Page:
In the ongoing investigation of police brutality and misconduct during the Hurricane Katrina aftermath, the latest person to take the stand against New Orleans officers says he was kicked, punched and beaten after cops opened fire on him.
Leonard Bartholomew IV was 14 years old during the natural disaster, and he said that he was trying to cross New Orleans’ Danziger Bridge when a box truck tore past him and someone began shooting from inside.
Former 7th District Officer Kevin Bryan says he asked fellow cop Ignatius Hills why he was shooting at Bartholomew and asked him "What the f--- are you doing?"
"I was trying to shoot that little n------," responded Hills, says Bryan.
The two officers raced after the teenager, eventually trapping him on the ground. Bryan says he “slapped him with an open hand” in “the heat of the moment,” but then felt horrible over the incident.
Attorneys representing the defense are arguing that hysteria and trauma that came as a result of Katrina caused officers to work under conditions they weren’t use to and that mistakes were made as a result.
One of those mistakes that afternoon on the Danziger took the arm off of Bartholomew’s mother, who was shot while trying to take refuge. Two unarmed men were also slain in the ordeal, including a teenager and a mentally-disabled man.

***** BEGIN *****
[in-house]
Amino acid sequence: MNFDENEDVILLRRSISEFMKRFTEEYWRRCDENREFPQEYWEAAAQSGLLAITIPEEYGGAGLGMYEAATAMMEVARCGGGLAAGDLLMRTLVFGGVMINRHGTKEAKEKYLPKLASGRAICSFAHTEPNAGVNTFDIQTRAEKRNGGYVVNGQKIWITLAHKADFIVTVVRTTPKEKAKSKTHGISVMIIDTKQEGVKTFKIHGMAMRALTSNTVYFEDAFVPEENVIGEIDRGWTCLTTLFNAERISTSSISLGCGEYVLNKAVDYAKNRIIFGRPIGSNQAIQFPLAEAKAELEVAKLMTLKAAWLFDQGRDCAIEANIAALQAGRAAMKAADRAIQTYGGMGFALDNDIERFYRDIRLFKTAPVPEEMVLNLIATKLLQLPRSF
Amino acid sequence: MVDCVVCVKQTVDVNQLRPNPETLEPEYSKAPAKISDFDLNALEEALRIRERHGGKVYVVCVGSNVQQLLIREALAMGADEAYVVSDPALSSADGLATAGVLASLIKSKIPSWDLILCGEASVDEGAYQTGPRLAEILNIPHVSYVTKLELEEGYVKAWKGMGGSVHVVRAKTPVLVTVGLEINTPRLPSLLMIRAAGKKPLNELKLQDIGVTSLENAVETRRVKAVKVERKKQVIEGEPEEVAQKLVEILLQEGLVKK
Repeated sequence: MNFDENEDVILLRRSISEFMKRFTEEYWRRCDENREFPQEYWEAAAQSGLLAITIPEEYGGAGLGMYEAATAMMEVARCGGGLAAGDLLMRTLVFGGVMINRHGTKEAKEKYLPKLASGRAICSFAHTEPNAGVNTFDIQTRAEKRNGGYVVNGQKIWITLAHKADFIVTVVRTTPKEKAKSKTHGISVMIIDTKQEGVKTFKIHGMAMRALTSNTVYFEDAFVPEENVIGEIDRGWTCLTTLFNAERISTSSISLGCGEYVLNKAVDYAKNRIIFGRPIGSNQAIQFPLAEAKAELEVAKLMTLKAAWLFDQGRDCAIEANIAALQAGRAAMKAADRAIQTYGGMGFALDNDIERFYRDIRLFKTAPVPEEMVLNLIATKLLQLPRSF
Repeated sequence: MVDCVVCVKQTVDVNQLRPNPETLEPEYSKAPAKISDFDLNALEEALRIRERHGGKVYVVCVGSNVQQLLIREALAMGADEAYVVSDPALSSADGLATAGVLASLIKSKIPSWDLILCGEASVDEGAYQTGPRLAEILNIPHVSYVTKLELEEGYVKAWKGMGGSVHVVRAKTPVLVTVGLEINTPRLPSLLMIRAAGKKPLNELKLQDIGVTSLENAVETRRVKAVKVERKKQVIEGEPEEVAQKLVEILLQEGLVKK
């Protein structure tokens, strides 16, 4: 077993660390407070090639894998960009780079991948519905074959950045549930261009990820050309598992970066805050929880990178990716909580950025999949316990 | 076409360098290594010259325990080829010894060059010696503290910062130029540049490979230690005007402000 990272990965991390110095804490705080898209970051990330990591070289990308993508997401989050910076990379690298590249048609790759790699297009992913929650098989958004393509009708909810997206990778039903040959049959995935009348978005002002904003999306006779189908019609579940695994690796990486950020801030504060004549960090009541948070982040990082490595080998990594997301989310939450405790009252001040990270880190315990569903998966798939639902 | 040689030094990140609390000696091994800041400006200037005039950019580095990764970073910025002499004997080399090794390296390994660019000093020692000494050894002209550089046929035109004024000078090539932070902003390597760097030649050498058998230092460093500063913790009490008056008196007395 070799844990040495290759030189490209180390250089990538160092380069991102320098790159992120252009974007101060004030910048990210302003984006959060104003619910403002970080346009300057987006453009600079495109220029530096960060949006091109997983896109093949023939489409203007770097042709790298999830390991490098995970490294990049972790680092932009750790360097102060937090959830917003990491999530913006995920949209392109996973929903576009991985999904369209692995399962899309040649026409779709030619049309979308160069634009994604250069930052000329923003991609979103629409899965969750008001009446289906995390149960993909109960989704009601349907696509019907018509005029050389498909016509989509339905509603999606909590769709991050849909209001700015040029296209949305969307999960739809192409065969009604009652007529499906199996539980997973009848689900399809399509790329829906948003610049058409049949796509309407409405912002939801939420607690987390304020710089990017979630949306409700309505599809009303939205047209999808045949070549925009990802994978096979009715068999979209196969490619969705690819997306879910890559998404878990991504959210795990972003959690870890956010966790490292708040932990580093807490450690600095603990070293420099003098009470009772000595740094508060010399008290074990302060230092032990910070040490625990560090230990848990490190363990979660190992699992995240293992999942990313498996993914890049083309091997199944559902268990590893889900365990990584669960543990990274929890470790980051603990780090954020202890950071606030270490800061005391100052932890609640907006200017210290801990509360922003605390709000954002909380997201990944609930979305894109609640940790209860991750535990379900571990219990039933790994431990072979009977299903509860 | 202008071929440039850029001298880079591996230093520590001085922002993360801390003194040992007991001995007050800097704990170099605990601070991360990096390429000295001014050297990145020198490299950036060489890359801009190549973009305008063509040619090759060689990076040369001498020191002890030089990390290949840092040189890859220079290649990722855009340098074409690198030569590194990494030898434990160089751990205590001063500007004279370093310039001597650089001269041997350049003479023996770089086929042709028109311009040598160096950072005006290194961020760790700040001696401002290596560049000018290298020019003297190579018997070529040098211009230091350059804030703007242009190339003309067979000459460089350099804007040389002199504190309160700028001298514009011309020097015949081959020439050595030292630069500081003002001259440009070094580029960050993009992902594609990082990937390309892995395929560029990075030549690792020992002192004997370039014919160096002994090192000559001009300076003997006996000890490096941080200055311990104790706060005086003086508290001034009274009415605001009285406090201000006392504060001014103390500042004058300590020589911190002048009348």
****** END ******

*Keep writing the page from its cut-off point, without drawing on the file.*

"I should have been shot too. It wasn't right that everybody else had to go through all that pain and I was all right," Bartholomew told jurors. “Everybody had to go through all of this pain and I was just walking around… I felt like it just wasn't right." Though he wasn’t hit by bullets, he was unexplainably apprehended and taken to a New Orleans jail cell. When he was released later in the day, he was miles from home and was unsure of his family’s whereabouts — or condition.
It ended up taking Bartholomew ten days before he was able to connect with anyone in his family.
Officer Hill has pleaded guilty to obstruction of justice and misprision of a felony, and has testified that he unjustly shot Bartholomew and participated in a police cover-up of the whole ordeal.
Bryan says that, on the crime scene, he asked to see the reports from his fellow officers but was rebuffed by Hills.
"I thought it was some shady stuff," Bryan says. "For him not to show me a report…it was shocking."
A dozen New Orleans police officers responded to the scene that afternoon. Five officers have pleaded guilty to their roles in the conspiracy and six others facing 24 counts each, including depriving citizens of civil rights, using a weapon in committing a crime and obstruction of justice.